Edward Pimental

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Edward F. Pimental
Born(1965-06-19)19 June 1965
Fall River, Massachusetts, United States
Died8 August 1985(1985-08-08) (aged 20)
Wiesbaden, West Germany
Allegiance United States
Service/branchUS Army
RankSpecialist

Edward F. Pimental (June 19, 1965 – August 8, 1985) was an American soldier of the United States Army who was murdered by the Red Army Faction in West Germany.

Biography[edit]

Pimental was born on June 19, 1965, in Fall River, Massachusetts, and raised in New York City. He joined the United States Army and was assigned to the 563rd Ordnance Company, which was located at Camp Pieri in Wiesbaden, West Germany.

Death[edit]

On the night of August 7, 1985, Pimental and other American soldiers visited the Western Saloon nightclub in Wiesbaden, where he was invited by a woman to walk her home, leaving the bar with her. The woman was Birgit Hogefeld, a member of the Red Army Faction, a militant far-left organization that carried out attacks against American military targets in West Germany.

Pimental was killed by a shot to the head in the nearby woods, and his U.S. military identification card was stolen.[1] Pimental's identification card was used the next morning by a male Red Army Faction member to gain access to the Rhein-Main Air Base and place a car bomb. A Volkswagen Passat loaded with about 240 kg of explosives was detonated at the base, resulting in the death of two American servicemen, the wounding of eleven, and substantial material damage. A "Command George Jackson" claimed responsibility in a letter signed by the Red Army Faction and the French Action directe armed group, reaching the Frankfurter Rundschau desk and two news agencies the same day.[citation needed] Pimental's stolen identification card was sent to Reuters in Frankfurt on August 13.[1]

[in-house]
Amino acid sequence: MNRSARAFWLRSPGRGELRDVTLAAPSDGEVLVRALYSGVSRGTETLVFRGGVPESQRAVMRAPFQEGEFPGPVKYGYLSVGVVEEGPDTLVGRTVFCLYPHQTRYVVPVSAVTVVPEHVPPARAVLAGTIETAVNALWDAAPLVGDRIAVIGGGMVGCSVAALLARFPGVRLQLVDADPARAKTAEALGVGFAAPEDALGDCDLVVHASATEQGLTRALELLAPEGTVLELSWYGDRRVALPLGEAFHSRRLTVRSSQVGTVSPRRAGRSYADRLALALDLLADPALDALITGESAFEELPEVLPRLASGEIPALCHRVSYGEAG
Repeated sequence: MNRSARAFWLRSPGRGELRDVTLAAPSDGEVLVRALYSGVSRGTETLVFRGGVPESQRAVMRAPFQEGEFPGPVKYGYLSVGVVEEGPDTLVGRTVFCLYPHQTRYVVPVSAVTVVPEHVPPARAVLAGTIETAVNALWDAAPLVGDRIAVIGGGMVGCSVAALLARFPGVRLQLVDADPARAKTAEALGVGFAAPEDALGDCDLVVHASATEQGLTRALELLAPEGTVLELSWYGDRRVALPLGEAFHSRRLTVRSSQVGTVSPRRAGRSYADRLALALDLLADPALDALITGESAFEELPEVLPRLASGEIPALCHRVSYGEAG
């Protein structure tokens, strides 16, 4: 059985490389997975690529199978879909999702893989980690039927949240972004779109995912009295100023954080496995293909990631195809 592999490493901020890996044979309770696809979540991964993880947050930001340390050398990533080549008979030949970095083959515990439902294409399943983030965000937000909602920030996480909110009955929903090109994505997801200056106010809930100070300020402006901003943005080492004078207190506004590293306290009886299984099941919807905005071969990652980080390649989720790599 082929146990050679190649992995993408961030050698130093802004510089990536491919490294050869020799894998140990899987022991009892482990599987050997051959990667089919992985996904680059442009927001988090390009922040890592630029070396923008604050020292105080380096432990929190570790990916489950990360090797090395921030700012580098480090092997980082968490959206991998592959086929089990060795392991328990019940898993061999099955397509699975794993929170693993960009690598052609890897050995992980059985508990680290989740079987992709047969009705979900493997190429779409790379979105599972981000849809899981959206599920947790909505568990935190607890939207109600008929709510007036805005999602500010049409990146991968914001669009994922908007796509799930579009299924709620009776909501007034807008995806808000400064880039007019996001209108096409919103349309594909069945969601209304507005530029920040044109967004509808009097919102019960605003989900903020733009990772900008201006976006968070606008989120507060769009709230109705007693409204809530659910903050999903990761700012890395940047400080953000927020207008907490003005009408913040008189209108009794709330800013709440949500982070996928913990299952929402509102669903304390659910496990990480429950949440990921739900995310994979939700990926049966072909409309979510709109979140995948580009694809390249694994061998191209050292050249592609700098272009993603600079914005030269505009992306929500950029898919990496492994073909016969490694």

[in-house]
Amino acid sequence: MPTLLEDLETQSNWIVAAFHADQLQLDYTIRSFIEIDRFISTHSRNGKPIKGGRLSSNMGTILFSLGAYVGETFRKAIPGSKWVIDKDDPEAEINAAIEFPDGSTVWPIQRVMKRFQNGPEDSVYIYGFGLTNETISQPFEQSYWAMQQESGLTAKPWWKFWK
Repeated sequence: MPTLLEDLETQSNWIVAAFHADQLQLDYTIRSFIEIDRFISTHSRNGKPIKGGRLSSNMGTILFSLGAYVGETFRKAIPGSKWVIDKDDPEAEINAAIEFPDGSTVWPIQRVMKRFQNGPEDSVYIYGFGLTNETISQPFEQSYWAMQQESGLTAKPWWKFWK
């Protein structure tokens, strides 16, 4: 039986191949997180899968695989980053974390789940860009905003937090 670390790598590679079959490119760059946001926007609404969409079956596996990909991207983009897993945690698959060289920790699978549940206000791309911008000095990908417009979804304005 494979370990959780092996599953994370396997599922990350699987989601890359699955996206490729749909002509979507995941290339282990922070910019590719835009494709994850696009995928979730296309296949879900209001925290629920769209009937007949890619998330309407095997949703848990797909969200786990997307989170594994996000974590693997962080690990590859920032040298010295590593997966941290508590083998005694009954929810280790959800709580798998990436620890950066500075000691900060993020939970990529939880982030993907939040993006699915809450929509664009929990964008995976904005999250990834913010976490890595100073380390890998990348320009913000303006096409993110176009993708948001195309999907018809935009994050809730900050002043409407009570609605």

Aftermath[edit]

The murder of Edward Pimental caused heated discussions in the far-left circles in West Germany because it was the first time a person without major political or economic status was killed deliberately, contradicting the legacy of the 1968 movement. The Red Army Faction attempted to justify the murder by proclaiming Pimental as a "contract warmonger" for being a voluntary member of the United States military, but they later referred to it as a "mistake". In 1994 and 1996, Hogefeld and Eva Haule were convicted of participation in the murder of Pimental and sentenced to life imprisonment by the Frankfurt Higher Regional Court. Haule was released on parole in 2007,[2] while Hogefeld was eventually freed in 2011, being the last member of the Red Army Faction to leave prison.[3]

References[edit]

  1. ^ a b "Terrorists may have used slain soldier's ID", Reading Eagle, p. 7, 14 Aug 1985
  2. ^ Sontheimer, Michael (17 Aug 2007). "RAF Terror Revisited: Killer of US Troops Released". Spiegel Online. Retrieved 17 Sep 2018.
  3. ^ Connor, Richard (22 Jun 2011). Kuebler, Martin (ed.). "Germany frees last convicted member of Red Army Faction". DW News. Retrieved 17 Sep 2018.

External links[edit]